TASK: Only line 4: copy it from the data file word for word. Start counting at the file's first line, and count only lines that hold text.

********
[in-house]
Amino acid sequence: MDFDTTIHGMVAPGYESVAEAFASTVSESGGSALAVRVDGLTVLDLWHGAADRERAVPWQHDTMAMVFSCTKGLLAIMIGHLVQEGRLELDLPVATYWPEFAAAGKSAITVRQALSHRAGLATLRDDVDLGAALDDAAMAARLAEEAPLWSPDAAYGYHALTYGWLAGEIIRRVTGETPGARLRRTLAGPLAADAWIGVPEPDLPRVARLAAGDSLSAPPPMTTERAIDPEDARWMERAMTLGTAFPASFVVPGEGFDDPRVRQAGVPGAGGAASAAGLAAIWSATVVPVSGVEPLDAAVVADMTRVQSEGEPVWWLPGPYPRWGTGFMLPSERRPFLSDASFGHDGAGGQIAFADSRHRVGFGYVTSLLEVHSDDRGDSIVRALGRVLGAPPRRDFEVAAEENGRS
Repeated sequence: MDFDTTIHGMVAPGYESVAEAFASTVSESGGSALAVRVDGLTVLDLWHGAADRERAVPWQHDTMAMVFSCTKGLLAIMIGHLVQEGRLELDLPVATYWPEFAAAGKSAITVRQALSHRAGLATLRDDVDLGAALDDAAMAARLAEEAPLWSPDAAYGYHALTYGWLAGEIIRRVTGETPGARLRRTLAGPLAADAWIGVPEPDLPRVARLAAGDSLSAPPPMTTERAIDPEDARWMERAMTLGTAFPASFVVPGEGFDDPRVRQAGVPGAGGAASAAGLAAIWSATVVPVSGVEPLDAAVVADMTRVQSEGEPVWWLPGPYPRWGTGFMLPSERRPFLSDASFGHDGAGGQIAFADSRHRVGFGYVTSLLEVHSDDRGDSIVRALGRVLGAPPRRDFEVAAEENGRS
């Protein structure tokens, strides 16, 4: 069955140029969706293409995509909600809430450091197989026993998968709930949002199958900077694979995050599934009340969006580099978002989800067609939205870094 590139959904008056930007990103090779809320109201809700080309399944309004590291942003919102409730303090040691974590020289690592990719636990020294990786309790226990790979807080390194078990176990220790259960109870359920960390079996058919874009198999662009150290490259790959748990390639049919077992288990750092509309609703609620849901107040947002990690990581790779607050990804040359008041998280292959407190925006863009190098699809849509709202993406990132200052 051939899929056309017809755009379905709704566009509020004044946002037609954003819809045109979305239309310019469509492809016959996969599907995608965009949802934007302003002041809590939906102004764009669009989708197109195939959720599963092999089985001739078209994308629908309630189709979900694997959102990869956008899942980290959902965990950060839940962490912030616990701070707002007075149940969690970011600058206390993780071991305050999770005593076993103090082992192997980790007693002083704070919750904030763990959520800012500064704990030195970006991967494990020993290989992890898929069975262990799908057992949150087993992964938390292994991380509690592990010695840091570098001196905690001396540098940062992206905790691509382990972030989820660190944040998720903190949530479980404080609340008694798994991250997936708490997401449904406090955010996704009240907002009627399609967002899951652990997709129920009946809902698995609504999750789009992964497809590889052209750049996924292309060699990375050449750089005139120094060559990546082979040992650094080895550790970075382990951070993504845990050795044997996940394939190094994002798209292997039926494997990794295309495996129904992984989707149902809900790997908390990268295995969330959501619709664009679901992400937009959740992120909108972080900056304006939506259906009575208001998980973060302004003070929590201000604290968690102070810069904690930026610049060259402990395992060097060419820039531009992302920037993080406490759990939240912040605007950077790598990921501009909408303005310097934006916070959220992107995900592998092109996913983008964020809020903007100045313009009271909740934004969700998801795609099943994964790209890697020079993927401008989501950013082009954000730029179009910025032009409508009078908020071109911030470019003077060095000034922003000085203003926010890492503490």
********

């Protein structure tokens, strides 16, 4: 069955140029969706293409995509909600809430450091197989026993998968709930949002199958900077694979995050599934009340969006580099978002989800067609939205870094 590139959904008056930007990103090779809320109201809700080309399944309004590291942003919102409730303090040691974590020289690592990719636990020294990786309790226990790979807080390194078990176990220790259960109870359920960390079996058919874009198999662009150290490259790959748990390639049919077992288990750092509309609703609620849901107040947002990690990581790779607050990804040359008041998280292959407190925006863009190098699809849509709202993406990132200052 051939899929056309017809755009379905709704566009509020004044946002037609954003819809045109979305239309310019469509492809016959996969599907995608965009949802934007302003002041809590939906102004764009669009989708197109195939959720599963092999089985001739078209994308629908309630189709979900694997959102990869956008899942980290959902965990950060839940962490912030616990701070707002007075149940969690970011600058206390993780071991305050999770005593076993103090082992192997980790007693002083704070919750904030763990959520800012500064704990030195970006991967494990020993290989992890898929069975262990799908057992949150087993992964938390292994991380509690592990010695840091570098001196905690001396540098940062992206905790691509382990972030989820660190944040998720903190949530479980404080609340008694798994991250997936708490997401449904406090955010996704009240907002009627399609967002899951652990997709129920009946809902698995609504999750789009992964497809590889052209750049996924292309060699990375050449750089005139120094060559990546082979040992650094080895550790970075382990951070993504845990050795044997996940394939190094994002798209292997039926494997990794295309495996129904992984989707149902809900790997908390990268295995969330959501619709664009679901992400937009959740992120909108972080900056304006939506259906009575208001998980973060302004003070929590201000604290968690102070810069904690930026610049060259402990395992060097060419820039531009992302920037993080406490759990939240912040605007950077790598990921501009909408303005310097934006916070959220992107995900592998092109996913983008964020809020903007100045313009009271909740934004969700998801795609099943994964790209890697020079993927401008989501950013082009954000730029179009910025032009409508009078908020071109911030470019003077060095000034922003000085203003926010890492503490």